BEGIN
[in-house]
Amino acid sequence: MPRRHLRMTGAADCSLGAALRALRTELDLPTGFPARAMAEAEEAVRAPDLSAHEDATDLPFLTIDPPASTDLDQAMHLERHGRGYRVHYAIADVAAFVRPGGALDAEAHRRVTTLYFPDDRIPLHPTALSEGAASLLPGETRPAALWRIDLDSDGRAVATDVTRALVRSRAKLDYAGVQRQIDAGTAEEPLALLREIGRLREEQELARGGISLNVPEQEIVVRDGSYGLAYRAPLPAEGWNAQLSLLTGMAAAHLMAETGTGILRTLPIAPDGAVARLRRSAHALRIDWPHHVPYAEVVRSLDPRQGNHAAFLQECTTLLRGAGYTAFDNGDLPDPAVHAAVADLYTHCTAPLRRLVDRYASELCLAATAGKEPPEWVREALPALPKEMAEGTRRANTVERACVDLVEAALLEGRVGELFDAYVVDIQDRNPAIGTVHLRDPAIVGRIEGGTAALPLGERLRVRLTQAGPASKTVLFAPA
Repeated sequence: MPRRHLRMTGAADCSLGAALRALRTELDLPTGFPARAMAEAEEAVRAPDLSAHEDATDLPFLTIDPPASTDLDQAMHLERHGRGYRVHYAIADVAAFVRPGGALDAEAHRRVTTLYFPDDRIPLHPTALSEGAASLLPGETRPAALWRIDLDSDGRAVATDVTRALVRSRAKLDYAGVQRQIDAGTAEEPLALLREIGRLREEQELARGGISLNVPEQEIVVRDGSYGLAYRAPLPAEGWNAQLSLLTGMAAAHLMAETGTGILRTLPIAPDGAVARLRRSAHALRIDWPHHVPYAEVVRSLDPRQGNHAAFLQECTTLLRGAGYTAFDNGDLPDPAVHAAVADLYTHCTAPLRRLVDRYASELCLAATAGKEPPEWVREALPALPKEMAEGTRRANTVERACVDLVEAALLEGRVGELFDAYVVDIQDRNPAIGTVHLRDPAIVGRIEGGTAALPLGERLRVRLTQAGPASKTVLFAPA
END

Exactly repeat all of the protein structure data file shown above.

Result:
[in-house]
Amino acid sequence: MPRRHLRMTGAADCSLGAALRALRTELDLPTGFPARAMAEAEEAVRAPDLSAHEDATDLPFLTIDPPASTDLDQAMHLERHGRGYRVHYAIADVAAFVRPGGALDAEAHRRVTTLYFPDDRIPLHPTALSEGAASLLPGETRPAALWRIDLDSDGRAVATDVTRALVRSRAKLDYAGVQRQIDAGTAEEPLALLREIGRLREEQELARGGISLNVPEQEIVVRDGSYGLAYRAPLPAEGWNAQLSLLTGMAAAHLMAETGTGILRTLPIAPDGAVARLRRSAHALRIDWPHHVPYAEVVRSLDPRQGNHAAFLQECTTLLRGAGYTAFDNGDLPDPAVHAAVADLYTHCTAPLRRLVDRYASELCLAATAGKEPPEWVREALPALPKEMAEGTRRANTVERACVDLVEAALLEGRVGELFDAYVVDIQDRNPAIGTVHLRDPAIVGRIEGGTAALPLGERLRVRLTQAGPASKTVLFAPA
Repeated sequence: MPRRHLRMTGAADCSLGAALRALRTELDLPTGFPARAMAEAEEAVRAPDLSAHEDATDLPFLTIDPPASTDLDQAMHLERHGRGYRVHYAIADVAAFVRPGGALDAEAHRRVTTLYFPDDRIPLHPTALSEGAASLLPGETRPAALWRIDLDSDGRAVATDVTRALVRSRAKLDYAGVQRQIDAGTAEEPLALLREIGRLREEQELARGGISLNVPEQEIVVRDGSYGLAYRAPLPAEGWNAQLSLLTGMAAAHLMAETGTGILRTLPIAPDGAVARLRRSAHALRIDWPHHVPYAEVVRSLDPRQGNHAAFLQECTTLLRGAGYTAFDNGDLPDPAVHAAVADLYTHCTAPLRRLVDRYASELCLAATAGKEPPEWVREALPALPKEMAEGTRRANTVERACVDLVEAALLEGRVGELFDAYVVDIQDRNPAIGTVHLRDPAIVGRIEGGTAALPLGERLRVRLTQAGPASKTVLFAPA